This tangential entry and the resulting “swirling” pattern that the water initially follows are similar to how water might flow into a drain and is likened to a “vortex” action. As a result, manufacturers of horizontal devices are given the nickname “vortex filters.” However, this is a misnomer as it gives the impression the vortex is the underlying principle of the device to separate solids from the rainwater using centrifugal force. This is not the case. In fact, the so-called vortex pattern’s purpose is to establish a more uniform and stable (calmer) flow around the circumference of the upper housing before washing down and across the mesh screen. The mesh screen would otherwise be incapable of working without this uniform vertical flow.
Note the tangential entry of the water at the top in the above photo. The screen at the center of the housing is not clearly visible, but the swirling action of the water brings the water stream around the entire circumference to allow the water to pass along the surface of the screen. Note also that this screen has no bottom. That is, it does not function as a basket strainer that retains debris. This debris is discharged out the bottom of the device. The white circle at the bottom of the housing is the discharge elbow at the outlet, which is typically piped to the site storm drainage system. As a result, this type of device never inhibits the flow of water in a roof drainage system, which is an important safety feature.
Keep in mind that in any application, the vertical mesh screen is intended to collect water during low and average rainfall events. It is not intended to function efficiently during so-called dimensional rain storms. These storms are typically the 100-year, 60-minute rainfall rates used in plumbing codes to size the drainage piping. The collection devices, however, are not designed to collect water at such a rate. The mesh screen is intended to manage a lower flow rate typical of storms when it rains, for example, 0.5 in. to 1 in. a day.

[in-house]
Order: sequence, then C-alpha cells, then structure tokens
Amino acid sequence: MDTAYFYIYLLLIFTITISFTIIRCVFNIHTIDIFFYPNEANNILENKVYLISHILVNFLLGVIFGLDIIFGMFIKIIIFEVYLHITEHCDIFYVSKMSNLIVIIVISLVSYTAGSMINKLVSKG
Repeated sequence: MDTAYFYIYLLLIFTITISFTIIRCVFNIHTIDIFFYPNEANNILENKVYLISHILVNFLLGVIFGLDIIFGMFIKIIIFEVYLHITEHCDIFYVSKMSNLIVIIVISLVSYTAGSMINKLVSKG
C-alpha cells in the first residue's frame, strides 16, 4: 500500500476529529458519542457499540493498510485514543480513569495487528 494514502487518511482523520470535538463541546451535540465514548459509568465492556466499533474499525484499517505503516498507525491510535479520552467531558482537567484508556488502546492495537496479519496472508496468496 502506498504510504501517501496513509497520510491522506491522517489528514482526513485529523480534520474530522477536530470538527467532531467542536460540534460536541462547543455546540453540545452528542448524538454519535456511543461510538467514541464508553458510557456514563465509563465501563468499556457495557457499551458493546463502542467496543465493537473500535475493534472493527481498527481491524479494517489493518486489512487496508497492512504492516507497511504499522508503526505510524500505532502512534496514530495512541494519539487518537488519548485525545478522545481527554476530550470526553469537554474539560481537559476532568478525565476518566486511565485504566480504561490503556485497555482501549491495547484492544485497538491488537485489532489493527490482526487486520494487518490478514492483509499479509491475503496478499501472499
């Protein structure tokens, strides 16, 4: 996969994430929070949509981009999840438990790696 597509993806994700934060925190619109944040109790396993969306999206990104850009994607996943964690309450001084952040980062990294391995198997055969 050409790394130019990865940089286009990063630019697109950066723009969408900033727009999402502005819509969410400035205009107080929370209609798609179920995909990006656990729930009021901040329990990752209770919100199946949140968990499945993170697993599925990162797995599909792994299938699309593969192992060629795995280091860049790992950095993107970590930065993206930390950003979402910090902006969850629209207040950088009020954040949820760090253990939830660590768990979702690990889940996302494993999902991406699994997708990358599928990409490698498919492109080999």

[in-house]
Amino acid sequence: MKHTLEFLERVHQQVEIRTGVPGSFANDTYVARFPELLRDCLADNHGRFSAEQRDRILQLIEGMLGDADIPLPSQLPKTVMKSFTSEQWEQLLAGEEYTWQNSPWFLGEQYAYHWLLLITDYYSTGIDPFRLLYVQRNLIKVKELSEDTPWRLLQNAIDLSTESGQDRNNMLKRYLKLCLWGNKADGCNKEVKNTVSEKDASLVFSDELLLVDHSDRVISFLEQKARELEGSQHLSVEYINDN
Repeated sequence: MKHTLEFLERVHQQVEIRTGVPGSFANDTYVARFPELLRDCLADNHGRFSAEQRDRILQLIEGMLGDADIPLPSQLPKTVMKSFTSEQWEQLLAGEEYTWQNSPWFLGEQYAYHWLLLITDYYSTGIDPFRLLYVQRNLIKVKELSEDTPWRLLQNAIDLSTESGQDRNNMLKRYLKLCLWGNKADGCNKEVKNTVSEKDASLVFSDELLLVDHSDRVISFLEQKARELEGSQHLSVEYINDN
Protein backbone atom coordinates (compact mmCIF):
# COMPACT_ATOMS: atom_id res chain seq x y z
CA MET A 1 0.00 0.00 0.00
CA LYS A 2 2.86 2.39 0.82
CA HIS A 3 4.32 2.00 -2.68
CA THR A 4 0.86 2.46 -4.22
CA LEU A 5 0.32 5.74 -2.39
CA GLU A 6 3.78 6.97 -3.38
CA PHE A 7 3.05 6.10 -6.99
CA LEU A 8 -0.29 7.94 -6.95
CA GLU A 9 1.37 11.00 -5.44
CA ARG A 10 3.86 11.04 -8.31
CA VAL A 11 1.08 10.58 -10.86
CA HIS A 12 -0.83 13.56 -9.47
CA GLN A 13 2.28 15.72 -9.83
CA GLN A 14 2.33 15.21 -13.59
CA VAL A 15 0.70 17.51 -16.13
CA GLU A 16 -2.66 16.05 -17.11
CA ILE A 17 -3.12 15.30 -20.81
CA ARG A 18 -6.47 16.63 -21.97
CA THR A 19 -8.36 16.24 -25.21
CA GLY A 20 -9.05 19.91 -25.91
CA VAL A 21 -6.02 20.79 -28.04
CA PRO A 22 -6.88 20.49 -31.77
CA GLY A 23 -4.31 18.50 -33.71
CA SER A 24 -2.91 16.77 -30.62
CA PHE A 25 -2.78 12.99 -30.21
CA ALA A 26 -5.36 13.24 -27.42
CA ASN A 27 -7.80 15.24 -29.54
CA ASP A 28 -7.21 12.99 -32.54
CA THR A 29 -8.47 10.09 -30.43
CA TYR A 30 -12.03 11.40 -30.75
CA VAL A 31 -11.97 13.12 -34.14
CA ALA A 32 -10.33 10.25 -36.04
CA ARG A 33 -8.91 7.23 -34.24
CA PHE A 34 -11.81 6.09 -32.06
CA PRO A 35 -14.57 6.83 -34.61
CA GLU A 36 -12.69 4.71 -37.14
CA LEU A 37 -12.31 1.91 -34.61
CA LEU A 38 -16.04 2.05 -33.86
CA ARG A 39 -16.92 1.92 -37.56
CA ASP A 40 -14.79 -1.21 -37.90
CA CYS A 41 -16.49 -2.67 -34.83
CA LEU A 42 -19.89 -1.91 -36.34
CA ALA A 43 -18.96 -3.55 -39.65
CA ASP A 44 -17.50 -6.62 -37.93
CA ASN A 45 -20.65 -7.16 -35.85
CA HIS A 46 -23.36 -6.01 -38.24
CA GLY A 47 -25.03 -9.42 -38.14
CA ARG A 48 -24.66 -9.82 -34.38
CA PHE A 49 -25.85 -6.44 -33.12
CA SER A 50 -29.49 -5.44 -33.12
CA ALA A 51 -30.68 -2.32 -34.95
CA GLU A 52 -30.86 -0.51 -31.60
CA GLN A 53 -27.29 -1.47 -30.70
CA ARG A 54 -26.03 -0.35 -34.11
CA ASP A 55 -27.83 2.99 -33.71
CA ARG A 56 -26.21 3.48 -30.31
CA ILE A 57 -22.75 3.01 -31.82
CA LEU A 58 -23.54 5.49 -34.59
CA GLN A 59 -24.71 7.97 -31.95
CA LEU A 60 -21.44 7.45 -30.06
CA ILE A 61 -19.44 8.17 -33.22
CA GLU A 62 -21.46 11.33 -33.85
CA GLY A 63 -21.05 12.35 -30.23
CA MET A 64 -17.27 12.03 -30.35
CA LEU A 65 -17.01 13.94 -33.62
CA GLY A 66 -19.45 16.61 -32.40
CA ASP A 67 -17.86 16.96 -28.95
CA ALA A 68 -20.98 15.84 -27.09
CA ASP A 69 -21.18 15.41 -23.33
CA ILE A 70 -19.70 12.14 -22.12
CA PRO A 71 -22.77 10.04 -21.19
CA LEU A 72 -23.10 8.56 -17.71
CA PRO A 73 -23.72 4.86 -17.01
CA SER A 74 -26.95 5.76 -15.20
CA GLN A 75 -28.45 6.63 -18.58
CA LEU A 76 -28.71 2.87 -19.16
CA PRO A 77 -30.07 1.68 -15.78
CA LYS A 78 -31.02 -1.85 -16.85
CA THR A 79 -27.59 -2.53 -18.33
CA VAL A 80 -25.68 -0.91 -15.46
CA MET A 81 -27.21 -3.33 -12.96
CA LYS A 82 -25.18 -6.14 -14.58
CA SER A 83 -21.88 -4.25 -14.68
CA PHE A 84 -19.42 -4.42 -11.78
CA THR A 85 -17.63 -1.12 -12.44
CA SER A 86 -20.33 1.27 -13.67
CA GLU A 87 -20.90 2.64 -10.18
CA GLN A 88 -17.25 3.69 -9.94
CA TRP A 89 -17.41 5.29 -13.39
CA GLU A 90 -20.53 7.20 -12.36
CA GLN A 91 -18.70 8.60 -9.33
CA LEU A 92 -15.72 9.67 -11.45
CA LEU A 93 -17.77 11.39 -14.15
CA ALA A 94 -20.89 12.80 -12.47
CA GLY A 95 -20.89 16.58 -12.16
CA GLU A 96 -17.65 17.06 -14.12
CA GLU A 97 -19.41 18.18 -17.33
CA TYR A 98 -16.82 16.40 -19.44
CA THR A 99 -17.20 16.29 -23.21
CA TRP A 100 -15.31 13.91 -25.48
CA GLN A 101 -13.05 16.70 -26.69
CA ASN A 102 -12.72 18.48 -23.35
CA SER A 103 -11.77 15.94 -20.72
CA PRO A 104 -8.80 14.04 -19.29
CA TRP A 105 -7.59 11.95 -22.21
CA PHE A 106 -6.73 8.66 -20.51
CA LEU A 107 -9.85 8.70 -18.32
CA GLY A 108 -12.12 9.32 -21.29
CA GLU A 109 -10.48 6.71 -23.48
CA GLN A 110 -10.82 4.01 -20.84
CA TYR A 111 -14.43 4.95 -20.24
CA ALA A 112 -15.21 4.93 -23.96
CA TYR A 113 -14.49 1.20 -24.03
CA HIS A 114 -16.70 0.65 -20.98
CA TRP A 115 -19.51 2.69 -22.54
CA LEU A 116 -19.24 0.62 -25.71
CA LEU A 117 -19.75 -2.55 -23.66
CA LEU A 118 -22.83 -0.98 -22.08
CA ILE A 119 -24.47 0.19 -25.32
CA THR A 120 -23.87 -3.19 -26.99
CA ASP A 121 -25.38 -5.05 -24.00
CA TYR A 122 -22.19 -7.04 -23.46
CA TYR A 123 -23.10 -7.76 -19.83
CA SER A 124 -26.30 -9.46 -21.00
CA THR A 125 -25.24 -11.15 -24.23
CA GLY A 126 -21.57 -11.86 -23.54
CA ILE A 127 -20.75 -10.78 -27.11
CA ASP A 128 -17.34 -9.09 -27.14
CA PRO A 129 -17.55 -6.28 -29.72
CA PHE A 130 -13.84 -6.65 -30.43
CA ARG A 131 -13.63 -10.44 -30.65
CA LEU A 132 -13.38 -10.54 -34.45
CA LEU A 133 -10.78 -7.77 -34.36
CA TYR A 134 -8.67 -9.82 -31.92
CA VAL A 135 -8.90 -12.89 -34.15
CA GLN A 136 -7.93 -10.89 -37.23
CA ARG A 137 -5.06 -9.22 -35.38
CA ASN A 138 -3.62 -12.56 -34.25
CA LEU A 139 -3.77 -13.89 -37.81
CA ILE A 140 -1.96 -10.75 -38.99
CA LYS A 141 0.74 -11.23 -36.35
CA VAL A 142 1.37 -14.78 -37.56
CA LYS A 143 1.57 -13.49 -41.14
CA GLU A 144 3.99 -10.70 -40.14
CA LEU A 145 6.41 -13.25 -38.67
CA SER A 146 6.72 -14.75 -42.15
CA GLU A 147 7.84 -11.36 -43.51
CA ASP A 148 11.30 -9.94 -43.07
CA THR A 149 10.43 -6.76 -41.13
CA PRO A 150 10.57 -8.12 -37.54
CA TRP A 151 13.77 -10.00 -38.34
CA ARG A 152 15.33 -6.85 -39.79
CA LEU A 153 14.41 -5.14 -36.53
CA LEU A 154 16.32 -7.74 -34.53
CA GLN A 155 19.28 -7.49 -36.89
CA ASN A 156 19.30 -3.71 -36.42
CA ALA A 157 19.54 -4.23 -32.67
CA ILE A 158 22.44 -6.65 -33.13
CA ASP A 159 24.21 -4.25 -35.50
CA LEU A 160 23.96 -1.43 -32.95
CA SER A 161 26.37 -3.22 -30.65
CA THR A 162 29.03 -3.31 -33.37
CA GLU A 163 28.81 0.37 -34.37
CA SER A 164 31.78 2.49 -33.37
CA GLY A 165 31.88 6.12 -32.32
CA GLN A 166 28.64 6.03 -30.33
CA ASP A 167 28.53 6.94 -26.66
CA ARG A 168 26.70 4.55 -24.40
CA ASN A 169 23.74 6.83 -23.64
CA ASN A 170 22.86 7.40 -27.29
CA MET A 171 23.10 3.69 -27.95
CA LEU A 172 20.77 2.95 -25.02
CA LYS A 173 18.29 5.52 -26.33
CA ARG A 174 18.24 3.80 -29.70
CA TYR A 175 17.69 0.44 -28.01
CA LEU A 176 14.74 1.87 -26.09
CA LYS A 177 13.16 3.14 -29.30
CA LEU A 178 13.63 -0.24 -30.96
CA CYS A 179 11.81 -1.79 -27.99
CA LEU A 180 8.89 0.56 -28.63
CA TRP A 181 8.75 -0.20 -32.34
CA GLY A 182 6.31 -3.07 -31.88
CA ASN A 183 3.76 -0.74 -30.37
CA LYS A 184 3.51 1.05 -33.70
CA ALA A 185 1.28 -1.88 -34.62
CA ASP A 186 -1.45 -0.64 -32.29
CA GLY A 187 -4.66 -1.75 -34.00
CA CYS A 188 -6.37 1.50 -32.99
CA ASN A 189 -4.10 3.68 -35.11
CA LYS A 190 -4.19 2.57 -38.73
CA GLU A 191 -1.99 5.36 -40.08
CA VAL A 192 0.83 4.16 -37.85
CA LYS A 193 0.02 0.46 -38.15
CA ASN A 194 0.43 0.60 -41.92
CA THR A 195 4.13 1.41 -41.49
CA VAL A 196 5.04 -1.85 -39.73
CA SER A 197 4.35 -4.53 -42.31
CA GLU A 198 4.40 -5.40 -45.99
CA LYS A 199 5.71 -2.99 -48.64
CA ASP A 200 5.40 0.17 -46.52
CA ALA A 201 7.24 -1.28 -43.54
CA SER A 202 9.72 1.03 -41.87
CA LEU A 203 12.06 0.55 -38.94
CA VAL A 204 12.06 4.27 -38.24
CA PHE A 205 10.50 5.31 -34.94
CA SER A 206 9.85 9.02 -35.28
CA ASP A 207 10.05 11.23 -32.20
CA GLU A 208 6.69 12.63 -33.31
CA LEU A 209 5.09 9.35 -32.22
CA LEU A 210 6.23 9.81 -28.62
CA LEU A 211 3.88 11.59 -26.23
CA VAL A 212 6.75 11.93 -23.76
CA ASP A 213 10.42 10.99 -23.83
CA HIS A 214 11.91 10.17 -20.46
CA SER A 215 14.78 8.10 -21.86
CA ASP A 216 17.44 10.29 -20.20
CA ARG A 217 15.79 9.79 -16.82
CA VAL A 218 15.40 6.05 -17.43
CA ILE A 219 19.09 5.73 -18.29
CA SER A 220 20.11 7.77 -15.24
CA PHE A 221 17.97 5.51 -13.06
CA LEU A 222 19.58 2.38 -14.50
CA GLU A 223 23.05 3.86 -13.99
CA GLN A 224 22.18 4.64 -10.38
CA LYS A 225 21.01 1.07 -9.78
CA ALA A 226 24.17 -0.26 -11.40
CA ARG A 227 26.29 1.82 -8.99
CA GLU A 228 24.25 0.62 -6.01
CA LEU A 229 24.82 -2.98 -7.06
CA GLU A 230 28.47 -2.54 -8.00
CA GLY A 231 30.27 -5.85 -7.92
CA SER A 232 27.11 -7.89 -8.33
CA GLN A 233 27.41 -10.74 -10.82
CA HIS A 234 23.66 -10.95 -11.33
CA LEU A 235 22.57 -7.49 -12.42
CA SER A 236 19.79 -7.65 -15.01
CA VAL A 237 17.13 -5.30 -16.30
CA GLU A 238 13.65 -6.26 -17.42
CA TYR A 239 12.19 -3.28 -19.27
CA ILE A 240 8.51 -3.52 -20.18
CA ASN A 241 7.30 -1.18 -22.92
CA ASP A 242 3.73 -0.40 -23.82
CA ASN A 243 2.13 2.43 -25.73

It is important to appreciate that vertical mesh screen collection devices are not basket strainers or other filter devices that capture or trap debris. Any device that traps debris would require frequent cleaning and would pose a possible restriction or obstruction to the flow of storm water off a roof. In addition, the trapping of organic debris works against the goal of reducing the effects of decomposition on the quality of the water. Water washing across the trapped debris would carry away the byproducts of decomposition as well as bacteria and into the cistern. The wall of the screen is a fine mesh of about 280 to 380 micron pore size through which water is drawn. Any solids in the water stream pass across the mesh and out the bottom to a point of disposal.
The action of the water passing across the mesh screen promotes the mixture of the water with air, thereby providing dissolved oxygen content. The addition of oxygen to the water is an important part of the initial treatment process. One way to think of these mesh screen devices is they add oxygen but reduce nutrients entering the cistern. This provides the good aerobic microbes a means to “breathe” but puts them on a diet.
Now that the harvested rain has passed through an effective device to remove organics, debris and add oxygen, the next steps include how to introduce the water into the cistern and how to transfer it out.